Ever dream about finding a way to do what you love for a living? In my "Do What You Love" column, I ask people who've done it to tell me their secrets. Here's hoping they inspire you to do the same.
Traci Paige Johnson is the creator of the groundbreaking children’s television series “Blue’s Clues” and co-creator of “SuperWhy.” And she has a failed attempt at making the cheerleading squad to thank — at least partially — for her success.
Now, she’s launching the new interactive children’s media company yummico. Yummico produces entertaining media for preschoolers across multiple platforms, with a focus on digital games, interactive shows, apps and e-books, as well as traditional narrative animation, print books and other consumer products.
Johnson has found a way to do what she loves for a living and tells you how you can, too.
BusinessNewsDaily: Explain you what you do for a living.
Traci Paige Johnson: I have the privilege of being a “creator” of children’s media. I design the look, the world and the characters — and develop the storylines. For most of my career, I’ve worked in broadcast and cable television. Now, with yummico, I’m jumping into the digital space. Yummico’s overarching goal is to connect with children across multiple platforms by creating entertaining characters and stories with meaningful content. Our first brand out of the gate is Yummiloo, designed and animated with my husband, and produced with another couple who also have roots in the media and two kids of their own. It's a very homegrown, independent endeavor.
BND: How did you end up doing this for a living?
T.P.J.: I was a TV baby. I loved “Sesame Street” and “Schoolhouse Rock.” Without being able to articulate it at the time, I know that I was struck by their power: They were entertaining and educational. I was lucky. I knew, from a very early age, that I wanted to make children’s television. At Northwestern University, I majored in communications, with a minor in child development. It was here that I began experimenting on my own with cutout animation. I never had any formal training, neither in art nor in animation, and I often refer to myself as a folk artist — perhaps somewhat defensively. But, in fact, it was this very lack of training that made me stand out from my peers.
My art was rough, but it was also passionate and instinctive. And it eventually brought me to the attention of Nickelodeon. After working as a production assistant and freelance animator for several children’s shows, I interviewed at Nickelodeon for a position to help create the first "game show" for preschoolers. That show became “Blue’s Clues.”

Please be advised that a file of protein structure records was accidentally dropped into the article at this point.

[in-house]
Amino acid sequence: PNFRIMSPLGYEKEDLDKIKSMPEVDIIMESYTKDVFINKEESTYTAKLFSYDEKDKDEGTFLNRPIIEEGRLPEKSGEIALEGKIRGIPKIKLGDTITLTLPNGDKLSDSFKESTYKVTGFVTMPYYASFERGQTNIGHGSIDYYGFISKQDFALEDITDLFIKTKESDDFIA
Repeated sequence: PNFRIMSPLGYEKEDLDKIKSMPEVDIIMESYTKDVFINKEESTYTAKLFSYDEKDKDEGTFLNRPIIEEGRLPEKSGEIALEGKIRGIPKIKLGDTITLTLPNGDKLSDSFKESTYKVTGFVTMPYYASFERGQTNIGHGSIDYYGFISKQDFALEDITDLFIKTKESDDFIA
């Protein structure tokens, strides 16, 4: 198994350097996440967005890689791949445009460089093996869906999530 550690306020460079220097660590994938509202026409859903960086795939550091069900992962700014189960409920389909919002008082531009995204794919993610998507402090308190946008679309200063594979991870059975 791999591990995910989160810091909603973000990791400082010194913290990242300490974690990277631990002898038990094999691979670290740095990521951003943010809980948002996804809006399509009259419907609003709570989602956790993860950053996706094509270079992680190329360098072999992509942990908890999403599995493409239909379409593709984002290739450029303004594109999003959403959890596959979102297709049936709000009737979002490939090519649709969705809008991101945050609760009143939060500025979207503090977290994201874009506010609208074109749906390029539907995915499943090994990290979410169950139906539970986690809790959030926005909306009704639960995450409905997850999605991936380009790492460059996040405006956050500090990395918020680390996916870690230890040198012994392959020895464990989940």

BND: What was the crucial decision you made that led you to this place in life?
T.P.J.: Not making the cheerleading squad in high school! I know it sounds like a joke, but I have this one trivial disappointment to thank for the path I took in life. I was 13 years old, and I felt crushed and defeated. But I picked myself up and put my energies into something else. I got involved in an afterschool program that allowed kids to create their own sketch comedy show for the local NBC affiliate. The show was called “Beyond Our Control,” and from the start, I was hooked. I loved every aspect of the process — and not just the creative part. It was thrilling and empowering to be given real responsibility at such a young age: We were only in high school, but we were expected to create 13 half-hour episodes every year, and to deliver them on schedule. It was here that I found my career, my work ethic and my husband (I married my high school sweetheart). It just goes to show that when one door closes, another one opens. It may be a cliché, but it’s a cliché that has been true for me. Another is that you have to trust the path you’ve chosen and not get discouraged. I had many dark days, many days of rejection, before I landed at Nickelodeon. But I kept going. Over the years, I’ve met people who didn’t find success, not because they’re untalented, but because they simply gave up too soon. Never give up.
BND: What did you want to be when you grew up?
T.P.J.: When I was very young, I wanted to be a mom when I grew up. I had a great childhood, and a really close relationship with my mom. She was fun and loving, and she created a safe, magical environment where I felt comfortable exploring and experimenting. I looked forward to recreating that home environment for my own family someday. Later on, in high school, I began to dream of animating and creating television for children. But that dream was born out of my earlier dream and out of the confidence my mom gave me. In many ways, the house I created for Steve and Blue on “Blue’s Clues” was a recreation of the safe, magical environment my mom created for me.